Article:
Survey: Americans Still Trust Government More Than Tech Companies

Survey Respondents Trusted Apple Most and Twitter Least

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Given revelations of widespread clandestined data collection by the National Security Agency, you'd think the U.S. government would have a PR problem. But that's nothing compared to the tech companies that provided data to the NSA, according to a new study of smart phone users in the U.S.

uSamp, a company that conducts surveys via mobile phones asked 850 people in July who they trust more with their personal data, the U.S. government or leading tech companies. The result: Uncle Sam performed far better than Google, Facebook, Microsoft or Twitter.

"Largely we think that the government has the most brand trust," uSamp's VP-product innovation Justin Wheeler said. "People just weren't overly concerned with government overreach."

When asked which of six organizations -- Apple, Facebook, Google, Microsoft, Twitter and the U.S. government -- they trust most with their personal data, a higher percentage of respondents (29%) said the government than Google (16%), Facebook (10%), Microsoft (9%) and Twitter (4%).

One big exception is Apple, which was trusted more (32%) than the U.S. government. Just less than half of the survey respondents (45%) had iPhones, so they are inherently iPhone fans, but Mr. Wheeler said, "but even those who have Samsung phones trust Apple."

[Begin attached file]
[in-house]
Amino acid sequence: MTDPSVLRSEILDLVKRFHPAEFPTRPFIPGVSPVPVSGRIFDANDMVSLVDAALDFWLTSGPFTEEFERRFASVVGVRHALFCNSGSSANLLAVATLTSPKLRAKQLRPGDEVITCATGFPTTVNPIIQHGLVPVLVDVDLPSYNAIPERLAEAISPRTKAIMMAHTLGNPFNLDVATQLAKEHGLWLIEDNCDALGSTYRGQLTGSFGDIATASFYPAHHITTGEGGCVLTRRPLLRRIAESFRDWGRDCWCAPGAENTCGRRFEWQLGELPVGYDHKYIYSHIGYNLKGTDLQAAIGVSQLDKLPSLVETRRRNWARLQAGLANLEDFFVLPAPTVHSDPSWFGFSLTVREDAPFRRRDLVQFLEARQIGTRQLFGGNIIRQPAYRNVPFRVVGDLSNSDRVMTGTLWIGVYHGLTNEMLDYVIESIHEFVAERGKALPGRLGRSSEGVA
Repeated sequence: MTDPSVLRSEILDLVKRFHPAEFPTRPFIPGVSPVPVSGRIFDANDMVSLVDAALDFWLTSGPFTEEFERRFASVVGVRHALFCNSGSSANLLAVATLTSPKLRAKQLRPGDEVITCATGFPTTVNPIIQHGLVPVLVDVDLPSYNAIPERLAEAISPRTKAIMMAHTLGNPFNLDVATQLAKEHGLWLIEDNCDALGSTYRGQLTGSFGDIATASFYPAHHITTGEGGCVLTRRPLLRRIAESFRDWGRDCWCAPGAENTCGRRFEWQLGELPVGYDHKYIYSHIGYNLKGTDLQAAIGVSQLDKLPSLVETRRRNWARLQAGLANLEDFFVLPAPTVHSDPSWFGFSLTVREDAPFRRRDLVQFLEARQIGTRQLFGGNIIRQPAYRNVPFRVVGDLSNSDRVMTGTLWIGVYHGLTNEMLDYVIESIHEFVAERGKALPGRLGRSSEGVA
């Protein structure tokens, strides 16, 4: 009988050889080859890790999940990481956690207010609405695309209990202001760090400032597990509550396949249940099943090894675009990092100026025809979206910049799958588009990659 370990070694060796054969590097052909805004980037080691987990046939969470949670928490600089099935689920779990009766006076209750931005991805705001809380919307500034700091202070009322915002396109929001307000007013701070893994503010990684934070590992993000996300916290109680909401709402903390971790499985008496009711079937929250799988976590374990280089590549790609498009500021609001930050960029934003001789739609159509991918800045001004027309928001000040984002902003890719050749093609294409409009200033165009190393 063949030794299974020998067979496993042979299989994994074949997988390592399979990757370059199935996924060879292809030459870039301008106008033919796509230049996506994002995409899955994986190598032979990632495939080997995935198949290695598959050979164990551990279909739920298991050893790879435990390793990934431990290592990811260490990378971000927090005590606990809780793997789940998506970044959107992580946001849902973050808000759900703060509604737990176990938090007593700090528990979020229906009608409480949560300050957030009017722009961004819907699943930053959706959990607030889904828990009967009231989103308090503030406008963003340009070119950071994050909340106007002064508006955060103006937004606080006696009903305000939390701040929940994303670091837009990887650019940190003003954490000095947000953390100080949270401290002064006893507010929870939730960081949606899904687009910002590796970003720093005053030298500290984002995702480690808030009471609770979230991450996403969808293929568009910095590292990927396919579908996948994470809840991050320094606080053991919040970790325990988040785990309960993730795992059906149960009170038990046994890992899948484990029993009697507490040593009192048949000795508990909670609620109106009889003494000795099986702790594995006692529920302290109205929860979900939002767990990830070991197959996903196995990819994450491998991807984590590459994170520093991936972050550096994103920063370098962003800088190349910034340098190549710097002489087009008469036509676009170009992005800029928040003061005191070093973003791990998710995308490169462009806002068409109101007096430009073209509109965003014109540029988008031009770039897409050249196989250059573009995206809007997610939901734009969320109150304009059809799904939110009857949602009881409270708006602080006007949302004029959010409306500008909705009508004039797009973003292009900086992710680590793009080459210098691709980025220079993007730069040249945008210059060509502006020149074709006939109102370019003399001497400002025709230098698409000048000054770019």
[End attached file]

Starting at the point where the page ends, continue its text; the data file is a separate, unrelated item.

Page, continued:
Many of these companies have been compelled by law to comply with NSA data requests. All of the companies mentioned in the study sent a letter earlier this summer addressed to President Obama and other high-ranking government officials asking for more transparency about data requests they receive from the government. Twitter, which did not return a request for comment, released its bi-annual transparency report earlier this summer.

USamp conducted the survey in response to stories about the N.S.A.'s domestic surveillance capabilities. The company has 380,000 survey respondents who have opted-in to having their smartphone activity tracked via a uSamp app. The 850 people surveyed were pulled from that pool of 380,000 app owners and answered questions on their smartphones.

There is a built-in bias at play. All of the users surveyed had downloaded uSamp's mobile app, which itself collects data and allows users to earn deals by answering surveys. But you'd think that would indicated a higher degree of comfort with tech company data collection than the general population.

The company also asked if consumers were concerned about mobile apps collecting personal data. A majority (53%) said they were neutral or not at all concerned about apps accessing their personal information. Less than a third (30%) said they were "slightly concerned" and 17% said they were "very concerned."

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